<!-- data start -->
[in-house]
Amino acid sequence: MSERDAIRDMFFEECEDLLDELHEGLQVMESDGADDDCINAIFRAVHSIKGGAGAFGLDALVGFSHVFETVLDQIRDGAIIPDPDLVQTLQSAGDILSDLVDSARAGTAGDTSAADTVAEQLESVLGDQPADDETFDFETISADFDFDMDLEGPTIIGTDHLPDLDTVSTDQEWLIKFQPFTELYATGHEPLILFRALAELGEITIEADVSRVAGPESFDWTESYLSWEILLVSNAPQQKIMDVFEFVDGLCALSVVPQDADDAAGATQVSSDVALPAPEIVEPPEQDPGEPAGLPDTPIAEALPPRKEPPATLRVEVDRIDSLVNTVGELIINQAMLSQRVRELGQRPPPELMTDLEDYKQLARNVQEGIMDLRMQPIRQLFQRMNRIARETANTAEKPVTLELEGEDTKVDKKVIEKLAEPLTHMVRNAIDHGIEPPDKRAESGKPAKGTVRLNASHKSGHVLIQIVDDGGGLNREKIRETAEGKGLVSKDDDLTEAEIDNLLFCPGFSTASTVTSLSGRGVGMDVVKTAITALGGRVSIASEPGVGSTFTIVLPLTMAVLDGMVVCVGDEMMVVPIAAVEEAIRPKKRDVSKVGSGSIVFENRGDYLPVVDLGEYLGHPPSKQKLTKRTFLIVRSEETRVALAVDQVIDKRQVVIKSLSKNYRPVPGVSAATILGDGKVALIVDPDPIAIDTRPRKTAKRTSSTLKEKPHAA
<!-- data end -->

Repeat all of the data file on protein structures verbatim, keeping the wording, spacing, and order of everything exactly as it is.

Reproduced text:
[in-house]
Amino acid sequence: MSERDAIRDMFFEECEDLLDELHEGLQVMESDGADDDCINAIFRAVHSIKGGAGAFGLDALVGFSHVFETVLDQIRDGAIIPDPDLVQTLQSAGDILSDLVDSARAGTAGDTSAADTVAEQLESVLGDQPADDETFDFETISADFDFDMDLEGPTIIGTDHLPDLDTVSTDQEWLIKFQPFTELYATGHEPLILFRALAELGEITIEADVSRVAGPESFDWTESYLSWEILLVSNAPQQKIMDVFEFVDGLCALSVVPQDADDAAGATQVSSDVALPAPEIVEPPEQDPGEPAGLPDTPIAEALPPRKEPPATLRVEVDRIDSLVNTVGELIINQAMLSQRVRELGQRPPPELMTDLEDYKQLARNVQEGIMDLRMQPIRQLFQRMNRIARETANTAEKPVTLELEGEDTKVDKKVIEKLAEPLTHMVRNAIDHGIEPPDKRAESGKPAKGTVRLNASHKSGHVLIQIVDDGGGLNREKIRETAEGKGLVSKDDDLTEAEIDNLLFCPGFSTASTVTSLSGRGVGMDVVKTAITALGGRVSIASEPGVGSTFTIVLPLTMAVLDGMVVCVGDEMMVVPIAAVEEAIRPKKRDVSKVGSGSIVFENRGDYLPVVDLGEYLGHPPSKQKLTKRTFLIVRSEETRVALAVDQVIDKRQVVIKSLSKNYRPVPGVSAATILGDGKVALIVDPDPIAIDTRPRKTAKRTSSTLKEKPHAA